Bristow alludes throughout his texts to the “technical investigation of rooms” and the examination of “cross-sections under the microscope” but we are left wondering at the sampling techniques, which are never discussed. We are told that as part of his graduate studies he mixed samples “in accordance with the practices revealed by the documents” and developed a series of color palettes. Such attempts by North American students that have been published in readily available sources such as the Association for Preservation Technology Bulletin suggest that a number of factors, especially the wide variability in pigment purity, call into question the results of such exercises. Bristow does not publish here the results of his tests, although they may be included in his thesis. This does not mean that his technical investigation is suspect, only that we have no way of knowing how closely his recreations relate to the evidence that may have been revealed by analysis.

Volume two (Interior House-Painting Colours and Technology) is most likely to find its way onto the conservator's reference shelf. It is divided into three major sections: a list of materials (that is, pigments, driers, oils, turpentines, solvents, etc.), paint manufacturing and applications (including oil- and water-based paints, varnishes, gilding, graining, marbling, etc.), and a highly useful appendix that includes a glossary of color names, wood and marble imitations, and a section on floor painting and floor cloths. This volume “concentrates on the materials available to the house painter during the period, the ways in which they were combined to make paint of various types, the manner in which the latter was applied, and the different colours which could be mixed” (II, xi). Bristow's lists of pigments and materials obviously overlap texts already familiar to a fine arts conservator, especially Rosamond D. Harley, Artists' Pigments c. 1600–1835 (1970; 2nd edition, 1982). But here we are told, for example, not only that the poisonous green named for the Swedish chemist C.W. Scheele is copper arsenite dating from 1778, but that it may be the basis for the widely used house paint “patent green.” Such discussions based on Bristow's extensive literature search will be particularly valuable to conservators interested in architectural finishes. Also of great use is the appendix of color name definitions Bristow encountered (153–176). For example, the term “aerial tints” used by W. H. Pyne in 1819 means a clouded ceiling and the term may generally have been applied to the bluish cast used by landscape painters “to reproduce the effect of distance.” This reviewer knows of no other source in which so much useful documentation on house paint terminology has been gathered into one readily consulted location. Of less value is the fold-out 48-sample color card at the back of volume two. This must have been demanded by the publisher. Such expensive additions may help to sell books, but are of little use to professional conservators or individuals hoping to recreate an historically accurate paint scheme. Bristow wisely states that “the colour samples are not intended as a range of colours for the redecoration of historic buildings, but are designed instead to illustrate matters discussed in the text of this volume” (facing p. 276). The difference between the North American and British approach to recreating color is here most clear. The reader is left wondering why there are no color standards such as the widely used Munsell System or the newer CIE LAB system, which identifies colors mathematically rather than using color samples in specific arrangements. After discussing the technical problems of reproducing such color cards, Bristow concludes “the samples here reproduced are representative only, and should not be matched directly for restoration work. A true knowledge of historic colour-mixing practice can only be gained by first-hand familiarity with the pigments and mediums then in use, coupled with practical experience of the idiosyncrasies of each.” Thus warned to hire a specialist with “true knowledge,” it would be unfair to criticize these books for what they have not done. Rather, we should treasure them for what they do extremely well: provide a chronologically arranged survey of color use in British buildings during the period when the North American colonies were being founded as provincial British outposts and the subsequent century when British architectural styles and decorative techniques continued to dominate in the United States. We may prefer to confirm our architectural finishes under a microscope, but unless we know what to expect and what is possible, our task is likely to be far more difficult.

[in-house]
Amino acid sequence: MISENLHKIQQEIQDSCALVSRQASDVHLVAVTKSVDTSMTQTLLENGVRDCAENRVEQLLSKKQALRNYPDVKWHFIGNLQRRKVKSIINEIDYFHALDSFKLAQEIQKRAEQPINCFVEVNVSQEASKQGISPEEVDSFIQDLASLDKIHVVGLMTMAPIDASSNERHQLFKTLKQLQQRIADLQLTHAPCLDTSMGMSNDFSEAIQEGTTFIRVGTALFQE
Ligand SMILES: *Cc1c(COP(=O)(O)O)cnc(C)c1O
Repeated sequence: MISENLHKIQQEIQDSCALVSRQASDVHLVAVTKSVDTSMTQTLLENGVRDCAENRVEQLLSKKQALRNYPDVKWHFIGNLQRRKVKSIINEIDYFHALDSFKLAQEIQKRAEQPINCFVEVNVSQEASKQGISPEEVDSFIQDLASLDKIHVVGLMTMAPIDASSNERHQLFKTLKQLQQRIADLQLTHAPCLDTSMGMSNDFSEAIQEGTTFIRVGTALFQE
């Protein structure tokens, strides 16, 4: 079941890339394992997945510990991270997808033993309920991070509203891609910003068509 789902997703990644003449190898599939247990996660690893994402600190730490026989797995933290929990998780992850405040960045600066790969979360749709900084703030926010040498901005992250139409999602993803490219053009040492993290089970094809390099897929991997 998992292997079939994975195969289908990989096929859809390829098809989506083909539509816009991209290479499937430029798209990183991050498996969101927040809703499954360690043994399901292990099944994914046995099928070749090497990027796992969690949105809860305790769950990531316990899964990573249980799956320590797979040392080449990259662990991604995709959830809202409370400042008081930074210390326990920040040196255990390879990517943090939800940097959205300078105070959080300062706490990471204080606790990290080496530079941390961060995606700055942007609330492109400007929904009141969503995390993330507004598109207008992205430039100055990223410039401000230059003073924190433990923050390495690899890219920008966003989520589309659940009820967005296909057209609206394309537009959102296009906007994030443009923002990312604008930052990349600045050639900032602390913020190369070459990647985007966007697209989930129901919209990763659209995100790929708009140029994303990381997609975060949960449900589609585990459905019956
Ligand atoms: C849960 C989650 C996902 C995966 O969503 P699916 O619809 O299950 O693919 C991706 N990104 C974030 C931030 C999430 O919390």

Roger W.MossUniversity of Pennsylvania, Philadelphia, Pa.STEVENDAVIDSON AND GREGORYLUKOW, THE ADMINISTRATION OF TELEVISION NEWSFILM AND VIDEOTAPE COLLECTIONS: A CURATORIAL MANUALLos Angeles: American Film Institute; Miami: Louis Wolfson Media History Center, 1997. 246 pages, paper cover, $41.00. Available from National Center for Film and Video Preservation, American Film Institute, 2021 North Western Ave., Los Angeles, Calif. 90027 or Louis Wolfson II Media History Center, Miami-Dade Public Library, 101 West Flagler St., Miami, Fla. 33130.